The New Horizons spacecraft may still be several years away from its flyby of the outermost ex-planet, but the Hubble Space Telescope is meanwhile grabbing glimpses of the frozen world at the edge of our solar system.
The video above is composed of hundreds of individual images of Pluto, assembled over the course of four years by the Southwest Research Center in Boulder, CO. It shows the planet’s rotation and differences in coloration around its surface. The most recent images point at changing surface colorations as well, hinting at active atmospheric processes and possibly helping scientists on the New Horizons team target key areas to image in 2015.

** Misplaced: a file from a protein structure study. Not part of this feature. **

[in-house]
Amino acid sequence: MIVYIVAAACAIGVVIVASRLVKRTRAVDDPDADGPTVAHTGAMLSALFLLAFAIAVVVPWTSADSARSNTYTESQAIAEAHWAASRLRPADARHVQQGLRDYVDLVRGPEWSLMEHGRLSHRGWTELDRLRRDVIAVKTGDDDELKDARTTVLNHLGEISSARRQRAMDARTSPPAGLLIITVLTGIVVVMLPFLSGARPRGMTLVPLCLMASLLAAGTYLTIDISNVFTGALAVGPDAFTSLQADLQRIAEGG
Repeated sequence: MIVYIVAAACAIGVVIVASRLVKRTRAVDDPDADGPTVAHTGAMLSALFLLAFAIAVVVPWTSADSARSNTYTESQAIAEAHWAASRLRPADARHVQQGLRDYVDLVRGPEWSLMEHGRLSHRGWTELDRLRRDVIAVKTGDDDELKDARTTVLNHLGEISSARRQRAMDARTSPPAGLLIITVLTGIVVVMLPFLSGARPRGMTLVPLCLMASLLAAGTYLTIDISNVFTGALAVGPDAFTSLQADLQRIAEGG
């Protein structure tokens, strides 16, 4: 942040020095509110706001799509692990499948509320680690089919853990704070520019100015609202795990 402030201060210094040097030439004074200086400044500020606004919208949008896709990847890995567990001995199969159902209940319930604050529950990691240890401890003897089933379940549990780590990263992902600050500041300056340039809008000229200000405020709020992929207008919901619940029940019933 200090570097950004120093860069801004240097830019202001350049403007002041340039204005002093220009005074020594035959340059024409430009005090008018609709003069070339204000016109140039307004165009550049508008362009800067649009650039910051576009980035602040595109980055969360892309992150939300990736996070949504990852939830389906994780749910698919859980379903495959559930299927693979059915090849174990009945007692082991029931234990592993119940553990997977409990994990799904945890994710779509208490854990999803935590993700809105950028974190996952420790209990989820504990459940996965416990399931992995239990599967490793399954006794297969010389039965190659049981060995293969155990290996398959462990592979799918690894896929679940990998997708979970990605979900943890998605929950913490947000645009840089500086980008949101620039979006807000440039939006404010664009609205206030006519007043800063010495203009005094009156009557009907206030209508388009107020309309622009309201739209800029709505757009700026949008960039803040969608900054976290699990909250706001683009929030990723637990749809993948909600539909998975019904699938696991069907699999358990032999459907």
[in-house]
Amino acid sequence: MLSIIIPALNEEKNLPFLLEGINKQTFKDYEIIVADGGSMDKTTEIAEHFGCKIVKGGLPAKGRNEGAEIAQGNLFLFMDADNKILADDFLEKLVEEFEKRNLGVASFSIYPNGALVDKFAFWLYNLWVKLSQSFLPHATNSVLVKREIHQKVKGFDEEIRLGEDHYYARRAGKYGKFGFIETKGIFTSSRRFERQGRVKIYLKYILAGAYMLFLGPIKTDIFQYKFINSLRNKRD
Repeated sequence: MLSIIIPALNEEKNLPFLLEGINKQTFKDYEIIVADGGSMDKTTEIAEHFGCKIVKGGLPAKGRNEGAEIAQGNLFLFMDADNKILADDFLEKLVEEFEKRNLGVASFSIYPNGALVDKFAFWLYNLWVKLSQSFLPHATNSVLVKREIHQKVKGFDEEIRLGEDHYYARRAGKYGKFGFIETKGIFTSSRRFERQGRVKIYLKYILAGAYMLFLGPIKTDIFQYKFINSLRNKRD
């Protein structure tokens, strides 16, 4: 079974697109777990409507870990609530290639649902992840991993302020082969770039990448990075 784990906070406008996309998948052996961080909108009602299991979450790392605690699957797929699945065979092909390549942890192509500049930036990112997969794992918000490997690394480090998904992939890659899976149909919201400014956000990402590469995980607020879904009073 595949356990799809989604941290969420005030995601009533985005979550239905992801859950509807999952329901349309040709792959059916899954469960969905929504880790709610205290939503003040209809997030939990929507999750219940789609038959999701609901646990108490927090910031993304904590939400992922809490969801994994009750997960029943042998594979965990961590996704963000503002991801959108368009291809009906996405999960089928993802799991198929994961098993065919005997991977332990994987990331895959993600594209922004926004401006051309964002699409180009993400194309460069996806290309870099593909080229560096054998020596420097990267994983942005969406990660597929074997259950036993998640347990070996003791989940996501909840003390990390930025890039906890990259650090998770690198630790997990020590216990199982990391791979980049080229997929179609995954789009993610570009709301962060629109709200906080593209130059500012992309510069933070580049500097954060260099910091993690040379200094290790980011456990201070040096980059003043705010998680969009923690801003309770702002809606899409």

The overall color is believed to be a result of ultraviolet radiation from the distant Sun breaking up methane that is present on Pluto’s surface, leaving behind a dark, molasses-colored, carbon-rich residue.
Since its discovery in 1930 Pluto has only traveled 1/3 of its 248-year-long orbit around the Sun. It is 32 times farther away from the Sun than Earth is…from Pluto (and its moons Charon, Nix and Hydra) the
Sun would appear as an extremely bright star in an otherwise dark sky, casting deep shadows in a perpetual frozen twilight. Yet there’s still enough heat to create a dynamic process of freezing and thawing of an atmosphere that spends part of the time as a brittle ground cover and part of the time as a thin haze. Still, at 400º below zero, the term “heat” means something very different than anything we are familiar with.
Animation: NASA/ESA/M. Buie/Southwest Research Institute.